3 6 compressed subcooled liquids
3.6 Compressed (Subcooled) Liquids
  • Subscript CL = Compressed Liquid: e.g., vCL

T = 700F&P = 14.7 psia

TSAT(14.7 psia) = 2120F

Since T < TSAT(P)

 Subcooled Liquid

P = 1000 kPa & T = 1050C

PSAT(1050C) = 122.35 kPa

Since P > PSAT(T)

 Compressed Liquid

Chapter 3: Thermodynamic Properties of Pure Substances

3 6 incompressible liquid approx icl
3.6 Incompressible Liquid Approx (ICL)
  • vCL(700C, 5000 kPa) = 0.001020 m3/kg
  • vL(700C) = 0.00102 m3/kg
  • vL(5000 kPa) = 0.00129 m3/kg
  • vCL(T,P) vL(T) ICL

Chapter 3: Thermodynamic Properties of Pure Substances

3 6 incompressible liquid approx icl1
3.6 Incompressible Liquid Approx (ICL)
  • vCL(T,P) vL(T)
  • uCL(T,P) uL(T)
  • hCL(T,P) hL(T) + vL(T) [P – PSAT(T)]
    • Recall h = u + Pv  h sensitive to P
    • If P  PSAT(T)

hL(T) >> vL(T) [P – PSAT(T)]

hCL(T,P) hL(T)

Chapter 3: Thermodynamic Properties of Pure Substances

3 7 superheated vapor
3.7 Superheated Vapor

T = 4000C & P = 3000 kPa

TSAT(3000 kPa) = 233.90C

Since T > TSAT(P) Superheated Vapor

Chapter 3: Thermodynamic Properties of Pure Substances

3 7 superheated vapor1
3.7 Superheated Vapor

Chapter 3: Thermodynamic Properties of Pure Substances

3 8 gases
3.8 Gases
  • Molecules are relatively far apart
  • Do not feel one another’s presence except during collisions
  • Have a low density
  • Are highly compressible
  • In next two slides, compare
    • Liquid-Vapor working fluid in steam engine
    • Gas working fluid in gas turbine

Chapter 3: Thermodynamic Properties of Pure Substances

3 8 gases1
3.8 Gases

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Chapter 3: Thermodynamic Properties of Pure Substances

3 8 gases2
3.8 Gases

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Chapter 3: Thermodynamic Properties of Pure Substances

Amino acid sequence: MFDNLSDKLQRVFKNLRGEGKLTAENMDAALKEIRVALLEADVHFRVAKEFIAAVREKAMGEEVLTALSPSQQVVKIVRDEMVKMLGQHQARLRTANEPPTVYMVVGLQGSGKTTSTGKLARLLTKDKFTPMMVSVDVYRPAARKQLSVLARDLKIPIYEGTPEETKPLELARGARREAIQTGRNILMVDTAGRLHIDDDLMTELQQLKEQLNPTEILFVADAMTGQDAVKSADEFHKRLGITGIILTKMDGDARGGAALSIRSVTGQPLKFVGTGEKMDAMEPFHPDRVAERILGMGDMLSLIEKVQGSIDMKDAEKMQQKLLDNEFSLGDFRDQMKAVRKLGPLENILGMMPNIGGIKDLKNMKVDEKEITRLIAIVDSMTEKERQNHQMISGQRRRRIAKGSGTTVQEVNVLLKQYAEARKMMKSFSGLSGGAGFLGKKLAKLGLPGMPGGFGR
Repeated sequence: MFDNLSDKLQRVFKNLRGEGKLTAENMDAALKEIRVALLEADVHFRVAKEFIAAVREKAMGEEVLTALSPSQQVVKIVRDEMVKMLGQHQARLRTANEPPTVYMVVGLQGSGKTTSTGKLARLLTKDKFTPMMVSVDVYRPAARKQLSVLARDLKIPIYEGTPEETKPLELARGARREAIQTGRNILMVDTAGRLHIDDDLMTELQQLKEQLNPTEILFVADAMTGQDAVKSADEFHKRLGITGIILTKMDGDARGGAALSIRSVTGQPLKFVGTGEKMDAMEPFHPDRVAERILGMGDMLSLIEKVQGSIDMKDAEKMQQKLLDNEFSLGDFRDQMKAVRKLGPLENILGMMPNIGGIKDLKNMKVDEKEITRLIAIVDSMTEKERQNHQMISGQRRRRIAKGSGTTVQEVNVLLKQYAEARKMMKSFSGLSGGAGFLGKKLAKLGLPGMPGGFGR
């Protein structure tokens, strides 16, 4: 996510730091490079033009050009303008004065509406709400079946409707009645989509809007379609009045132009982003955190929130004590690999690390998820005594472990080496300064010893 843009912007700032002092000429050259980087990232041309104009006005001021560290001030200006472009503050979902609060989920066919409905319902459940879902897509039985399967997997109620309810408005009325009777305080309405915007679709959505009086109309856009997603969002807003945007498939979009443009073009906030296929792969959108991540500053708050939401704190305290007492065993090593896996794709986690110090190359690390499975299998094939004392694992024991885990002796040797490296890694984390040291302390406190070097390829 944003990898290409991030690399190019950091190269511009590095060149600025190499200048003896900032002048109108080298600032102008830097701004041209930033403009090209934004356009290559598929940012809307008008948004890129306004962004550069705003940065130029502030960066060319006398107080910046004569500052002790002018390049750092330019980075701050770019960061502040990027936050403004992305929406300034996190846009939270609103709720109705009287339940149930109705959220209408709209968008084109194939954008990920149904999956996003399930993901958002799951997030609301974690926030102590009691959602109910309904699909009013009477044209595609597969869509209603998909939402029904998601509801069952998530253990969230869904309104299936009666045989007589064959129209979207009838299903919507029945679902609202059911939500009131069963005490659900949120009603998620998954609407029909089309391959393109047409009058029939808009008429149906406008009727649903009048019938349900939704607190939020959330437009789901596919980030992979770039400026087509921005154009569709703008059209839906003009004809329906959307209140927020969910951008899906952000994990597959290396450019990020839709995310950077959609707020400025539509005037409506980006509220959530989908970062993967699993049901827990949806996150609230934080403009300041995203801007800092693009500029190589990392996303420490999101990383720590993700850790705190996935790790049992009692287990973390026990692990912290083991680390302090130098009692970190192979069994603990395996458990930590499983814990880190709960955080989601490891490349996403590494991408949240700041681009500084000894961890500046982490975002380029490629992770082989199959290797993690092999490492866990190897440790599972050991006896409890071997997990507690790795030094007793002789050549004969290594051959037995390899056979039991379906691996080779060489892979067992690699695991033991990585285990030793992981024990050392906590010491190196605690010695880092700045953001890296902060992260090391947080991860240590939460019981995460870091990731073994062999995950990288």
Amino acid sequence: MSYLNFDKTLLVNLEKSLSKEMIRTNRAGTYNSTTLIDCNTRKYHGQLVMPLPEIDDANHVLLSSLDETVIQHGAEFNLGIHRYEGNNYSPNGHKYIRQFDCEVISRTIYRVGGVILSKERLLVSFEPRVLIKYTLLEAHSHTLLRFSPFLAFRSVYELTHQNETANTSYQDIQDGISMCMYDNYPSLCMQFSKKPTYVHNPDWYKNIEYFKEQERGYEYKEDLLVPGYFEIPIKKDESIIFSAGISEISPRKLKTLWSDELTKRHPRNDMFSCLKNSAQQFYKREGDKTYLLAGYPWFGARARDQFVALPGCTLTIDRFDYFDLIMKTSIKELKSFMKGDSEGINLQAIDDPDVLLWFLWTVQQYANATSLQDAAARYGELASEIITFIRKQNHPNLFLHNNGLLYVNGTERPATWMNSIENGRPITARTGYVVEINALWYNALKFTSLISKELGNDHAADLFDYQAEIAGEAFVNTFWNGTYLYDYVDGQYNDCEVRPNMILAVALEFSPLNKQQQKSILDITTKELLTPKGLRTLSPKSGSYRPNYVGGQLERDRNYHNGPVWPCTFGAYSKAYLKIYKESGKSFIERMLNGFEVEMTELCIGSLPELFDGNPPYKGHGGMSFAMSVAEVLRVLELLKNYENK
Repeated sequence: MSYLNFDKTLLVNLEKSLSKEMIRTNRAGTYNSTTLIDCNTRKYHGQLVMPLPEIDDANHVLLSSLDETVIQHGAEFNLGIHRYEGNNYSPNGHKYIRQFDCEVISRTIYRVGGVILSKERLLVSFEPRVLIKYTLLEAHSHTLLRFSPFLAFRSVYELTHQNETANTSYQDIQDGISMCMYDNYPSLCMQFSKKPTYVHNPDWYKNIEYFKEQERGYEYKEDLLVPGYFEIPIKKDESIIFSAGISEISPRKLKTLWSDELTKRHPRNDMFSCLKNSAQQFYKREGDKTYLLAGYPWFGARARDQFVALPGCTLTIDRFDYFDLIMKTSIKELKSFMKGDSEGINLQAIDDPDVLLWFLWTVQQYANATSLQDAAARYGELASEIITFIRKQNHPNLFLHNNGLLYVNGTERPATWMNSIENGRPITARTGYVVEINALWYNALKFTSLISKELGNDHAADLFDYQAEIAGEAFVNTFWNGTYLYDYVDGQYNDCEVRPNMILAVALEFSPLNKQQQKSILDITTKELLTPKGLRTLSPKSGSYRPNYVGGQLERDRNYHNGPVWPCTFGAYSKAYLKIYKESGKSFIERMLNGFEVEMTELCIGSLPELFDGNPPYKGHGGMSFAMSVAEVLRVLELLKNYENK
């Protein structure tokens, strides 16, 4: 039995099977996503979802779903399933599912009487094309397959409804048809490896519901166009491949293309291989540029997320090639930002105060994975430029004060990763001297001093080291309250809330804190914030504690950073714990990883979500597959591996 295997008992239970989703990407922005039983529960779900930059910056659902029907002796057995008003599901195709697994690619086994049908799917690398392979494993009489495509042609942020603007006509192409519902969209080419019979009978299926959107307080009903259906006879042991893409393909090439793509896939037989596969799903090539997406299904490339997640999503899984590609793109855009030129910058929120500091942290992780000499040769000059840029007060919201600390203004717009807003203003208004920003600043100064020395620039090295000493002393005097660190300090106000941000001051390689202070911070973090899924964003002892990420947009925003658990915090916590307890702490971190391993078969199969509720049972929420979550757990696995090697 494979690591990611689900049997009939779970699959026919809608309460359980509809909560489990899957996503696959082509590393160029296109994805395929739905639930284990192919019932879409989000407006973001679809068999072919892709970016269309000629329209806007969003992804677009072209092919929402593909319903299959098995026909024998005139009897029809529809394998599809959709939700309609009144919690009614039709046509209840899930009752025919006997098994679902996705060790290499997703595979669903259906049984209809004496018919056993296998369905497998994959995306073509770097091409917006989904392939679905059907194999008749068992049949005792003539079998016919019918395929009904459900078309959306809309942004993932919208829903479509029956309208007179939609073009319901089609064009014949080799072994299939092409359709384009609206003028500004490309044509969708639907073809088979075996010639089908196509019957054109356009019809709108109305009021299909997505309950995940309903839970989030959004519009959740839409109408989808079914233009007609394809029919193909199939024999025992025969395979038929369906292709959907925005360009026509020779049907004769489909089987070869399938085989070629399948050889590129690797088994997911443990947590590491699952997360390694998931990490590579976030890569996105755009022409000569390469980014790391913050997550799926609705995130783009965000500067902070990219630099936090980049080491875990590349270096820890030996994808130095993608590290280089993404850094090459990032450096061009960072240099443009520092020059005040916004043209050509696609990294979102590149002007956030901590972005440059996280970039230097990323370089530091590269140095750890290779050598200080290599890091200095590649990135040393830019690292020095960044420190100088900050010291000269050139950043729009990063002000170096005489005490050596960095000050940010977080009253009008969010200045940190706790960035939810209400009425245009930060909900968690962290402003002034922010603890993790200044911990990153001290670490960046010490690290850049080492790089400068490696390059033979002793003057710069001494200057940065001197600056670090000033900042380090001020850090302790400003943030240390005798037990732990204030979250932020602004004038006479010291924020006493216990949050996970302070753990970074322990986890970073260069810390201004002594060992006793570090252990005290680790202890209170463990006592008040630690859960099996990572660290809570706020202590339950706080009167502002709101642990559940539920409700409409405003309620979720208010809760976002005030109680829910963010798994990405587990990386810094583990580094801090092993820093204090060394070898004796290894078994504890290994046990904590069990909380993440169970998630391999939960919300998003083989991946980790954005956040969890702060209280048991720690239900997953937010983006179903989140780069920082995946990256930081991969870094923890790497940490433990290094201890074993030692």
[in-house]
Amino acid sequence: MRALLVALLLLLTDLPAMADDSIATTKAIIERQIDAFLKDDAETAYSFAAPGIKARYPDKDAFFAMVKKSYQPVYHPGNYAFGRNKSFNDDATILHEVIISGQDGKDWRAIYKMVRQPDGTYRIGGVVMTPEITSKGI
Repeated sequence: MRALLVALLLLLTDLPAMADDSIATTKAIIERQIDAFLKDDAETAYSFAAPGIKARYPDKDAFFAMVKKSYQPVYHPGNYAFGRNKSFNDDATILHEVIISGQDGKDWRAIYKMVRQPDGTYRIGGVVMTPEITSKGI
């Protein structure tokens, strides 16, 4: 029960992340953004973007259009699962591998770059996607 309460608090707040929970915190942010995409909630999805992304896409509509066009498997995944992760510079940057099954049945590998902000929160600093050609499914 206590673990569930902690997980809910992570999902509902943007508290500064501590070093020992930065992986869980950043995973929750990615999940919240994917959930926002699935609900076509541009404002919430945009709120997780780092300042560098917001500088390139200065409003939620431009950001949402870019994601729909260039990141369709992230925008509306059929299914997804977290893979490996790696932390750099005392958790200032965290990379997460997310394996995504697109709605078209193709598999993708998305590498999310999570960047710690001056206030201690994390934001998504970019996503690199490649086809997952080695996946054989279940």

3 9 ideal gas law
3.9 Ideal Gas Law
  • Universal Gas Constant ( ): All gases have same value.
  • Particular Gas Constant (R): Each gas has a unique value.

Chapter 3: Thermodynamic Properties of Pure Substances

3 10 compressibility factor
3.10 Compressibility Factor
  • Use if not IGL and vapor tables not available

Chapter 3: Thermodynamic Properties of Pure Substances

3 11 other equations of state
3.11 Other Equations of State
  • Van der Waals’ equation
  • Redlich-Kwong Equation
  • Benedict-Webb-Rubin Equation of State
  • Virial Equation of State

Chapter 3: Thermodynamic Properties of Pure Substances

3 12 internal energy and enthalpy
3.12 Internal Energy and Enthalpy
  • Internal Energy
    • If not an ideal gas, u = u(T,P)
    • If ideal gas, u = u(T) u(P)
  • Enthalpy
    • Recall h = u + Pv
    • For an Ideal Gas, Pv = RT  h = u(T) + RT
    • Therefore for ideal gas, h = h(T) h(P)
  • T, u and h are dependent properties for ideal gases

Chapter 3: Thermodynamic Properties of Pure Substances

3 13 heat capacities and specific heats
3.13 Heat Capacities and Specific Heats
  • Approximately,
  • Heat capacity (CV) and specific heat capacity (cV) for constant volume process
  • Heat capacity (CP) and specific heat capacity (cP) for constant pressure process

Chapter 3: Thermodynamic Properties of Pure Substances

3 13 specific heats for ideal gases
3.13 Specific Heats for Ideal Gases
  • For an ideal gas, h = h(T) h(P) and
  • Similarly, for ideal gas u = u(T) u(V) and

Chapter 3: Thermodynamic Properties of Pure Substances

3 13 specific heats for ideal gases1
3.13 Specific Heats for Ideal Gases

Chapter 3: Thermodynamic Properties of Pure Substances

3 13 specific heats for ideal gases2
3.13 Specific Heats for Ideal Gases
  • R = cP – cV
  • For monatomic gases (e.g., He, Ar, Ne)
    • cV = 3R/2 = Constant
    • cP = 5R/2 = Constant
  • u = cV T only if cV = constant
  • h = cP T only if cP = constant

Chapter 3: Thermodynamic Properties of Pure Substances

3 13 specific heats for solids and liquids
3.13 Specific Heats for Solids and Liquids
  • For incompressible solids and liquids,
    • cP = cV
    • Sometimes denoted as c

Chapter 3: Thermodynamic Properties of Pure Substances

3 14 ideal gas tables
3.14 Ideal Gas Tables
  • Unlike steam tables, pressure not tabulated
  • Use Pv = RT to relate P, v and T
  • Use tables to relate T, u and h

Chapter 3: Thermodynamic Properties of Pure Substances

3 15 some other thermodynamic properties
3.15 Some Other Thermodynamic Properties
  • Isothermal Compressibility (k)
  • Coefficient of Thermal Expansion (b)
  • Joule Thompson Coefficient (m)

Chapter 3: Thermodynamic Properties of Pure Substances